The Joy of the Ultimate

“For me to live is Christ, to die is gain.”  This is a familiar verse for many of us. We marvel that Paul made this bold statement from a prison cell in Rome, awaiting probable execution because of his testimony. But honestly, sometimes it takes a stripping away of everything for us to truly see what matters.  In other passages of Scripture, Paul expressed the loss, persistent persecution, trauma and difficulties he had faced and how desperate he had felt, even to survive. And now, here he is, sitting in  custody, with a deep, confident joy. Because he has found the one thing that really matters. Paul is talking to the Philippians Christians exhorting them to live joyfully. He makes this bold statement right after explaining how some people are actually preaching the gospel out of spite, hoping to add to Paul’s misery! (Which was a lot less likely than they expected since he wasn’t miserable to begin with. How do you add to what’s not there?)  About their efforts, Paul says, ‘It doesn’t really matter. It’s like a win-win for me. If the gospel is being preached, I’m good.”  Then he goes on to express his absolute certainty that God will work out his deliverance and that he will not be put to shame, whether through living or dying. Again he comes to the conclusion, “It’s a win-win.”

Finally he boils it down to “For to me to live is Christ, to die is gain.” I am struck by the connection of these two statements; the first makes the second possible. Mark Buchanan suggests, “Imagine if Paul had said, ‘For me to live is nightclubs. To live is stocks and bonds. To live is golf.’ Then to die is always loss.” Wow! That puts the whole idea of in stark perspective. What we live for determines whether we view death as loss or gain!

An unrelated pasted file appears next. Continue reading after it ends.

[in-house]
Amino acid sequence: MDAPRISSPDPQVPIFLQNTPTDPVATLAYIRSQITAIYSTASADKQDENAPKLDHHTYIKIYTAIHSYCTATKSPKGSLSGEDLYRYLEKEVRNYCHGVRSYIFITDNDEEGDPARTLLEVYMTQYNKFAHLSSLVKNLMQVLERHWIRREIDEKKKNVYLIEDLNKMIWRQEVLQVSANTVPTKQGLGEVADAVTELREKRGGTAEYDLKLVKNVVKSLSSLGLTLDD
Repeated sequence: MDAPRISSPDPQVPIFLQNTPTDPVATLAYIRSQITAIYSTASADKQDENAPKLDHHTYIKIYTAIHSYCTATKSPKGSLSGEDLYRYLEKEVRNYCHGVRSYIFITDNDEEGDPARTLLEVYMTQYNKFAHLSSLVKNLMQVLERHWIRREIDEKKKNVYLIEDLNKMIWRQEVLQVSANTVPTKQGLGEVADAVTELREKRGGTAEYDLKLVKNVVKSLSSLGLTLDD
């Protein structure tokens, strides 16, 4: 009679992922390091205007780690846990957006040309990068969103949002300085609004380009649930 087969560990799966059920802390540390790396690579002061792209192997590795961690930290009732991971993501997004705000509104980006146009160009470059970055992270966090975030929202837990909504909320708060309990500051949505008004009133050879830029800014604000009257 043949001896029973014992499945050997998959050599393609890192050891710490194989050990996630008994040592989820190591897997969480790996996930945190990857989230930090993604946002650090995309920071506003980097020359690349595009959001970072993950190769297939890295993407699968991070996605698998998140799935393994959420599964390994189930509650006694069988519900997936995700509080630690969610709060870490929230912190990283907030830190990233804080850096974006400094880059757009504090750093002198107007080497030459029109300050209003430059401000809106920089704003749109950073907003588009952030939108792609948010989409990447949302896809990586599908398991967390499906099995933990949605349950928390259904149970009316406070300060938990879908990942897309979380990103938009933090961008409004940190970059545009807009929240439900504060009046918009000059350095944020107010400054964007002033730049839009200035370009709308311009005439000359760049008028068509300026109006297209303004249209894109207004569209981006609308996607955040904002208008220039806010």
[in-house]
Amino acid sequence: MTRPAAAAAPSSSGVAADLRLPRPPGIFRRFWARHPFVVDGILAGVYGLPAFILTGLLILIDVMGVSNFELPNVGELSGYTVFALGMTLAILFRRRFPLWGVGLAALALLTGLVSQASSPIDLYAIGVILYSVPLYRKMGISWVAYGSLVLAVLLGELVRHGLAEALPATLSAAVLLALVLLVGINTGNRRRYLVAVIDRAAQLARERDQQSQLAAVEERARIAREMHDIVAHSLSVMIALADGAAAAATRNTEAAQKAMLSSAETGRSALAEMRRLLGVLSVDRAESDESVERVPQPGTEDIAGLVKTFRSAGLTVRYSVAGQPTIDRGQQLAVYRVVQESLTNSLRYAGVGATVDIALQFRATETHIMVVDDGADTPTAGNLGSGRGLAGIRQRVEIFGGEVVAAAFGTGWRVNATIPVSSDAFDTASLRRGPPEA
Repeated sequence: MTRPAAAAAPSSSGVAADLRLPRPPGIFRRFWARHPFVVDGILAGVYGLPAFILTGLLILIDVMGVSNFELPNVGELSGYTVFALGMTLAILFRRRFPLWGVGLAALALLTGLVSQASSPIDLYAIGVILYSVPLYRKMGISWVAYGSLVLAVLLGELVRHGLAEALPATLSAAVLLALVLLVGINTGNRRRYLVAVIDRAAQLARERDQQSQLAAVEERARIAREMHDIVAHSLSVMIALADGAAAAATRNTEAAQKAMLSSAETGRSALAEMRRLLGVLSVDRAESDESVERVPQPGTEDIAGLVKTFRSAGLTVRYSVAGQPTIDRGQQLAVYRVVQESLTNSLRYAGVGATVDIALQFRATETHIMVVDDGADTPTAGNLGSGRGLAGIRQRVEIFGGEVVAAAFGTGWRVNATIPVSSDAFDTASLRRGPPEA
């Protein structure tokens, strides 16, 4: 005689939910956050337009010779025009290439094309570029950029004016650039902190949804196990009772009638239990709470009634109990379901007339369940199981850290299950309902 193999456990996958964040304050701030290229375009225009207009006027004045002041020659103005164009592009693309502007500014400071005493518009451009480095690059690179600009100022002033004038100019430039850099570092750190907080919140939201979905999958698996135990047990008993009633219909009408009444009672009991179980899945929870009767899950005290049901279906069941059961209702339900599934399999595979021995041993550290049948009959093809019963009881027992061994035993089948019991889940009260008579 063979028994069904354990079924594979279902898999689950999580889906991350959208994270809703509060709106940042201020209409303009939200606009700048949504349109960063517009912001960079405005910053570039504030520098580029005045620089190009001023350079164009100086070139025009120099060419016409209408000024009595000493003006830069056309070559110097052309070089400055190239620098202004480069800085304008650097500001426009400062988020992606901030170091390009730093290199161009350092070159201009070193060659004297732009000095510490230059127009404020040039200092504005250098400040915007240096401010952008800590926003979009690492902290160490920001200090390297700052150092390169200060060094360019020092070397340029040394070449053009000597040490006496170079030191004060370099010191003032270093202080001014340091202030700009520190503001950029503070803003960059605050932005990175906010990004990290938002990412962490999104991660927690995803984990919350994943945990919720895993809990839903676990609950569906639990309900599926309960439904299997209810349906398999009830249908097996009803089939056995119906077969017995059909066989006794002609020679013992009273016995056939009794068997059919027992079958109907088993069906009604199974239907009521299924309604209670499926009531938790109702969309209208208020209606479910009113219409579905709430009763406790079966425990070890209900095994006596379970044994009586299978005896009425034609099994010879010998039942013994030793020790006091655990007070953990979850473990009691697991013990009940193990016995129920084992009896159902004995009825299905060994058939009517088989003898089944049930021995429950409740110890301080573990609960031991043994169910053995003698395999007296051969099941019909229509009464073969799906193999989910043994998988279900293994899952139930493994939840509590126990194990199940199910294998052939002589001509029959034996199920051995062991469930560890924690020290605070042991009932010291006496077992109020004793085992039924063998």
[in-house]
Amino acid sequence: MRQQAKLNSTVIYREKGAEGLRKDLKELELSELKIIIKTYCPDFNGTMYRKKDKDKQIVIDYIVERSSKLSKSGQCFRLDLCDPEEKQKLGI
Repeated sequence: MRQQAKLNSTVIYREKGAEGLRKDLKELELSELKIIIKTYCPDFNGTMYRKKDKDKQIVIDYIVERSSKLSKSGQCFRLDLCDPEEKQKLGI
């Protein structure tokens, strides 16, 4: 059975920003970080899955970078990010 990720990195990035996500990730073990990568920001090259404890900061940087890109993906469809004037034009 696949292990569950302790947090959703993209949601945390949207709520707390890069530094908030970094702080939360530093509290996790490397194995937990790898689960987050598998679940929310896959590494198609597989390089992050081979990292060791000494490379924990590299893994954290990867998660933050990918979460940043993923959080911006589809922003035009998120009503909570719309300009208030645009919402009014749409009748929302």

That made me stop and think, what do I live for? What is it that I’m pouring my life, energy and time into? Because if it isn’t Christ and His kingdom, then dying is a great loss.

On the other hand I’m also compelled to ask myself, How do I view dying? Is it a gain? Or a loss? Or just an inevitable reality looming out there somewhere? Because if dying isn’t gain, then my life is far too short-sighted, and my efforts are temporal—certainly not Christ and his kingdom.

Two things stick out to me:

1. Living for Christ results in seeing death as gain,
2. because death is the gateway to the eternal. It is not the end; it is the beginning.

Paul lived for the glory of Christ. For him to go on living, meant more opportunities to express the truth of the gospel. And to die, meant meeting his Savior face to face, hearing him say, “Great job! I’m so glad you are home!” Paul could write about joy because he was living out the joy of looking beyond death into eternity.

The writer of Hebrews tells us the same thing about Jesus, “For the joy set before him, he endured the cross…” Jesus endured, because he had the expectation of eternal joy, not just for himself but for each of us. Jesus looked at the mutual joy of all of us throughout eternity and said, “to die is gain.”

Sometimes in the daily grind, I find that I’m living for something temporal—a moment to sit down a read my book in quiet, an answer to Joel’s pain, a break from the constant running, a good meal that I didn’t cook, or something equally enjoyable. Good things, even needful things. But if I’m living for them, they become nooses, wrapping around my neck, cutting off my air, and dragging me to a place of loss. Because there’s more to live. There’s more. So much more.

To live is Christ! It has to be Christ. Living any other way sucks the life right out of me!

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